Alisha and I went down south to visit my parents and brother’s familyÂ for Christmas. That meant abandoning the boat for a week during the freeze. If a narrowboat isn’t lived on during winter you’re supposed to protect it against damage by winterising it.
- Emptied the cold water tank at the front of the boat (takes ages becauseÂ if you let the water pump run for too long it overheats and cuts out)
- Turned the tap to cut off the water supply from the water tank.
- Emptied the hot water from the calorifier at the back of the boat.
- Used the bilge pump to remove water from the engine compartment, then pumped the rest out manually.
- Closed the taps on the gas bottles in the front of the boat.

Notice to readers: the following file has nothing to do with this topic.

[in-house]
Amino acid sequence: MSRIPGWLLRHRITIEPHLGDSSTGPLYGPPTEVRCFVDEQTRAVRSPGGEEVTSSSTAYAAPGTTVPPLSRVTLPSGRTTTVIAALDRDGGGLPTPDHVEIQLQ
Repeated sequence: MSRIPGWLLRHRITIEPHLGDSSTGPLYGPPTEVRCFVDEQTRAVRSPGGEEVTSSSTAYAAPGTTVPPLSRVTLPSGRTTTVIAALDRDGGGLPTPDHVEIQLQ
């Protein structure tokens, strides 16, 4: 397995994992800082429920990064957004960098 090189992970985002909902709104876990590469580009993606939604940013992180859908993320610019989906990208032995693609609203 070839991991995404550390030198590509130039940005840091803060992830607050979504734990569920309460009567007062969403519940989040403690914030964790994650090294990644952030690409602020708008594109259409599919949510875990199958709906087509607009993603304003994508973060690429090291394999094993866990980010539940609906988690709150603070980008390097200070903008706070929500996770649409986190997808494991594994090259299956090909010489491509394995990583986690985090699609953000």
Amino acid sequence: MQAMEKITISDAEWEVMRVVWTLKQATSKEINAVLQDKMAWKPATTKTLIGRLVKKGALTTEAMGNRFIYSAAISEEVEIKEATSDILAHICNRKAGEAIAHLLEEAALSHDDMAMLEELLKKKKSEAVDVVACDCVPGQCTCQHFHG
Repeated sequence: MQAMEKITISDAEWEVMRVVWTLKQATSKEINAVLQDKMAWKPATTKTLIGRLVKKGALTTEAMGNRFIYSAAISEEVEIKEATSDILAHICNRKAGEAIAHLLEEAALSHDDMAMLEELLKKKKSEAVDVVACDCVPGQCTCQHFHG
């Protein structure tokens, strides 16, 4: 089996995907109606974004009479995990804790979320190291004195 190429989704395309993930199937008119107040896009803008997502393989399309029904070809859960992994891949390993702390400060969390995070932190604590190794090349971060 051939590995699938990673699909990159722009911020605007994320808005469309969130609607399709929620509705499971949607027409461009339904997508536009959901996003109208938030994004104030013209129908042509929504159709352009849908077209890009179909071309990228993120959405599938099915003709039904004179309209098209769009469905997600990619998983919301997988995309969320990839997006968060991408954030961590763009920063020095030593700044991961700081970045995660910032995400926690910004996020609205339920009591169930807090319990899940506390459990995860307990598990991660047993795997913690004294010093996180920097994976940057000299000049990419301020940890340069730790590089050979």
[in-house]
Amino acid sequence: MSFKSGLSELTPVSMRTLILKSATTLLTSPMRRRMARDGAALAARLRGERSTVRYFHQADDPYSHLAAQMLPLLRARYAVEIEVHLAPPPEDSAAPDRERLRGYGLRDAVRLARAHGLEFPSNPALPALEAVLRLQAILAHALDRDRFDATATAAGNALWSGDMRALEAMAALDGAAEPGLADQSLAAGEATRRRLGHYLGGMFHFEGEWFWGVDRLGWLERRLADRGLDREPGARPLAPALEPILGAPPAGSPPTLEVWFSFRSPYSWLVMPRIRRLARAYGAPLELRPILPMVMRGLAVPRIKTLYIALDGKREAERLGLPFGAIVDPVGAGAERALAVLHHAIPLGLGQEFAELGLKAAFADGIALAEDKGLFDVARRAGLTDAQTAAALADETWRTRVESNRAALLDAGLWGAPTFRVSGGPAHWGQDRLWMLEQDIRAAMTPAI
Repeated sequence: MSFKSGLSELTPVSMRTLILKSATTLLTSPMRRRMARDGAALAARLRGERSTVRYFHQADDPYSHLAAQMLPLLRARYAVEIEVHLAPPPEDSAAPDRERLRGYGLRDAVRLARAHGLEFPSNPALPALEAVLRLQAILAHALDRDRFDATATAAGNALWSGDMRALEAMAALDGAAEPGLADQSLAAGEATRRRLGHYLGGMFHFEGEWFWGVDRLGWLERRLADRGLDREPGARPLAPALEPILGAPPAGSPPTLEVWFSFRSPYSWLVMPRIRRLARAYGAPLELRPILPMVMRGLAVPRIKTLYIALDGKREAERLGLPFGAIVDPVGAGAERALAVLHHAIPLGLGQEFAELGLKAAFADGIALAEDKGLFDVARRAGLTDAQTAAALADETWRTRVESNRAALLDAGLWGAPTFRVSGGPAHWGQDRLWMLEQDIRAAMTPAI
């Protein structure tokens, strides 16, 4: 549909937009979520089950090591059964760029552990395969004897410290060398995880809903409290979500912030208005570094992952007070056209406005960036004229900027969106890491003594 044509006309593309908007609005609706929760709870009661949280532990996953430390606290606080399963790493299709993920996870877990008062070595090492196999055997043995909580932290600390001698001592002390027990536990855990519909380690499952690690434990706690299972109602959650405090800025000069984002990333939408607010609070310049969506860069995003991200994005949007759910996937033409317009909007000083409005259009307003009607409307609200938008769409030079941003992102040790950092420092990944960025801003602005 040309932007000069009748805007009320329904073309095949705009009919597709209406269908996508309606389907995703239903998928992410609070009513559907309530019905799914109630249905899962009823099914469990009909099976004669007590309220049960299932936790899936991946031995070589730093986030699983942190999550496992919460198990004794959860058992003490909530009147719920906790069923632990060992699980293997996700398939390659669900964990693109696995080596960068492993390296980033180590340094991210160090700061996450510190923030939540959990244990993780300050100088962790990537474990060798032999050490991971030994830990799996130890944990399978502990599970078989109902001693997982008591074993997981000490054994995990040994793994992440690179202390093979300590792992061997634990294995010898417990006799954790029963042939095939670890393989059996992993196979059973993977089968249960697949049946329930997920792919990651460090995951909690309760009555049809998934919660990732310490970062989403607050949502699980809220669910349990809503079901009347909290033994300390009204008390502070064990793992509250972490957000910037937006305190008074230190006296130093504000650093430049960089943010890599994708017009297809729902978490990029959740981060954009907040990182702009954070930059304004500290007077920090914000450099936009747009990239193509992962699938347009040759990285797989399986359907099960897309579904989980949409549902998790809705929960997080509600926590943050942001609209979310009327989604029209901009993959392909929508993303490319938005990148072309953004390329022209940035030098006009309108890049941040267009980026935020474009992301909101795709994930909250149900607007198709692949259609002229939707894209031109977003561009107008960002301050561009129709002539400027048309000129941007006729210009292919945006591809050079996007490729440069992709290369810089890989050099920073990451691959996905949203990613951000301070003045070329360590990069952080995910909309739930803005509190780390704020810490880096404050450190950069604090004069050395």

- Ran the pump to ensure the shower area was emptied of all water.
- Wrapped the shower head and water pumps in old clothes.
- Checked the electrical landline was plugged in, and the inverter in the “charge only” position, to ensure the batteries would keep topped up.
- Checked the antifreeze level of the water in the engine’s and diesel heater’s header tanks.
Good news is that on our return there were no problems, no cracked pipes or leaks, and the engine started first time. There was ice in the kettle, it had obviously got chilly in our absence! We warmed up the boat that evening and waited till the next day to fill up the water tank.